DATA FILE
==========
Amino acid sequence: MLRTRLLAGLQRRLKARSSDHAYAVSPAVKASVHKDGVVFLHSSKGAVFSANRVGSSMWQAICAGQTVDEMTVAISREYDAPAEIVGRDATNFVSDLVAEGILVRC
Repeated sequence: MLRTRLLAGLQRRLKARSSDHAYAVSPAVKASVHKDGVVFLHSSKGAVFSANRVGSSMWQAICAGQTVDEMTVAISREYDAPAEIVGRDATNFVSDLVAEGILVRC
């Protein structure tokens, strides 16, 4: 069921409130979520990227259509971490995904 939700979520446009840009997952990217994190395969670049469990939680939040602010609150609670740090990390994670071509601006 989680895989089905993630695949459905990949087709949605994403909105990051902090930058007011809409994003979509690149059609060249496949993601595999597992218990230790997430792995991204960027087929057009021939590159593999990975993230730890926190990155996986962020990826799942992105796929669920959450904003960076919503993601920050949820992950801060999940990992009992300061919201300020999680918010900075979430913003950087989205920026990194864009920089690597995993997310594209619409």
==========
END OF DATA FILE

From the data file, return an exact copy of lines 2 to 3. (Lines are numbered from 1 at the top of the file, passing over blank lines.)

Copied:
Repeated sequence: MLRTRLLAGLQRRLKARSSDHAYAVSPAVKASVHKDGVVFLHSSKGAVFSANRVGSSMWQAICAGQTVDEMTVAISREYDAPAEIVGRDATNFVSDLVAEGILVRC
């Protein structure tokens, strides 16, 4: 069921409130979520990227259509971490995904 939700979520446009840009997952990217994190395969670049469990939680939040602010609150609670740090990390994670071509601006 989680895989089905993630695949459905990949087709949605994403909105990051902090930058007011809409994003979509690149059609060249496949993601595999597992218990230790997430792995991204960027087929057009021939590159593999990975993230730890926190990155996986962020990826799942992105796929669920959450904003960076919503993601920050949820992950801060999940990992009992300061919201300020999680918010900075979430913003950087989205920026990194864009920089690597995993997310594209619409």